Soft lenses are classified according to how often they need to be replaced. Even with proper care, soft contacts should be replaced frequently. This prevents the build-up of lens deposits and contamination. Besides preventing eye infections, frequent replacement maintains the clarity of vision. Lens replacement times can range from daily to monthly. Gas permeable lenses are less susceptible to deposit buildup and can last a year or more.
What Goals Do Contact Lens Designs Achieve?
Soft contact lenses have a variety of designs depending on their purpose:
Spherical contact lenses have the same power throughout the optical part of the lens. This is to correct for nearsightedness or farsightedness.
Toric soft contact lenses have different powers in different sections of the lens. This is to correct for astigmatism as well as nearsightedness or farsightedness. People with astigmatism usually have an unequal curvature of the cornea. Toric lenses need a greater degree of fitting expertise to achieve precise vision correction. Toric lenses are also available in rigid gas permeable materials.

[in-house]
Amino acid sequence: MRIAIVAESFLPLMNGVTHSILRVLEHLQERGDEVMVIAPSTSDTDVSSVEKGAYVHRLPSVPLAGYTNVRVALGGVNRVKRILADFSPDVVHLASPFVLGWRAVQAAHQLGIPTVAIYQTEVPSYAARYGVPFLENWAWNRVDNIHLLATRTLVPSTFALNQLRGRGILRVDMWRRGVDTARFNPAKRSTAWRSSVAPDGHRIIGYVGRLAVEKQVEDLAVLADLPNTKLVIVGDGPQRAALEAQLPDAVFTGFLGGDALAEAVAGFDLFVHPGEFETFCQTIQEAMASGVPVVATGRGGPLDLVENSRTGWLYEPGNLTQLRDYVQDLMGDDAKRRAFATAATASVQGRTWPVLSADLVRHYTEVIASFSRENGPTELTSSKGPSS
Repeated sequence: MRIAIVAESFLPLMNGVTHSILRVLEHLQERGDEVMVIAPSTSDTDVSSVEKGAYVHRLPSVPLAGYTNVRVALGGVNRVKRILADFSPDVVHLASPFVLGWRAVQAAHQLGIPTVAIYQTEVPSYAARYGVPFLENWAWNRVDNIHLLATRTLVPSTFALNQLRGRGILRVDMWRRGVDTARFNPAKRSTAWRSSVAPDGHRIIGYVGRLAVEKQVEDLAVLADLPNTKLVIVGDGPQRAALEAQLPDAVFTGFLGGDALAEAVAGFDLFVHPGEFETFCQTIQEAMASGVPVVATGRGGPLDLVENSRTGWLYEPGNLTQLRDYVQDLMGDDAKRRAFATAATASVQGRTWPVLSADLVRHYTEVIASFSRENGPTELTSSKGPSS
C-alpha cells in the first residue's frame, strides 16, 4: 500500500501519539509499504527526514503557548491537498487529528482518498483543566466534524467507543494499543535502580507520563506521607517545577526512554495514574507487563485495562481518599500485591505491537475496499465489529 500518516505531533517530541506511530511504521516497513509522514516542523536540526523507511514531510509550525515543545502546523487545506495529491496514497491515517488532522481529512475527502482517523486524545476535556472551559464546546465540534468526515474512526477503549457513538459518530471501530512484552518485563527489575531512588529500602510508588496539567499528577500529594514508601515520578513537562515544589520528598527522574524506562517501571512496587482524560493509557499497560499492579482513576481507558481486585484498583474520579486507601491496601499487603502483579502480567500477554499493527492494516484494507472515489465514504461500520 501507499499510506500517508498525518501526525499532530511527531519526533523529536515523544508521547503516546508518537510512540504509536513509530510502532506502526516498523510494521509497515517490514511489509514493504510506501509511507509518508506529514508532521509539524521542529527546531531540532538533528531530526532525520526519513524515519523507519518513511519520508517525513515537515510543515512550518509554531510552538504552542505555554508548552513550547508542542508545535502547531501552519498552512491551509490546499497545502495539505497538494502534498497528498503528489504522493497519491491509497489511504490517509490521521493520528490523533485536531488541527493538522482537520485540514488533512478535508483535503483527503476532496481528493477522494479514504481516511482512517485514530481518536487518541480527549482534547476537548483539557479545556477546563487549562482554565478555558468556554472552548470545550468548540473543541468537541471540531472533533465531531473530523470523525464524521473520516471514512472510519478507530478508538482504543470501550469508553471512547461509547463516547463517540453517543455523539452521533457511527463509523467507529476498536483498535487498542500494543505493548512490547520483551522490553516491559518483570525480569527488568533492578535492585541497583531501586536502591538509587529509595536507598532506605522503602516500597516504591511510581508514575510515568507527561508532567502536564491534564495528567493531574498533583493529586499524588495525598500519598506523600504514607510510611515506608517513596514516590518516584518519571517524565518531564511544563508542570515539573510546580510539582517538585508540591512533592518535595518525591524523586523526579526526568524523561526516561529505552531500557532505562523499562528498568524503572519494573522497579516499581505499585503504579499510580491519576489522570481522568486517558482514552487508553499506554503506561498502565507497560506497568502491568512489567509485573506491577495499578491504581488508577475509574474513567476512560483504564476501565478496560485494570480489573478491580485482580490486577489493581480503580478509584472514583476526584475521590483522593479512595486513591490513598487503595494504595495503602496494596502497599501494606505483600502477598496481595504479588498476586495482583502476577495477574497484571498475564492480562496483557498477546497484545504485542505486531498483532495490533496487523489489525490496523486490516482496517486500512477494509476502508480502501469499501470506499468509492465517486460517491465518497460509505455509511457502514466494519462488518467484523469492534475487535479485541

Multifocal Contact Lenses contain several different power zones. Patients can enjoy the benefits of wearing contact lenses and won’t need glasses to correct presbyopia during the day. They can allow the user to see near, far and in-between (computer use).
Bifocal Contact Lenses contain two different prescriptions in one lens.
There are many other specialty lenses available, such as those designed to help dry eye or protect from UV rays. Your See Clearly Vision eye care specialist will measure the diameter and curvature of your eye. With these results, they may recommend the best lens options to meet your needs. This ensures that your contact lenses fit properly.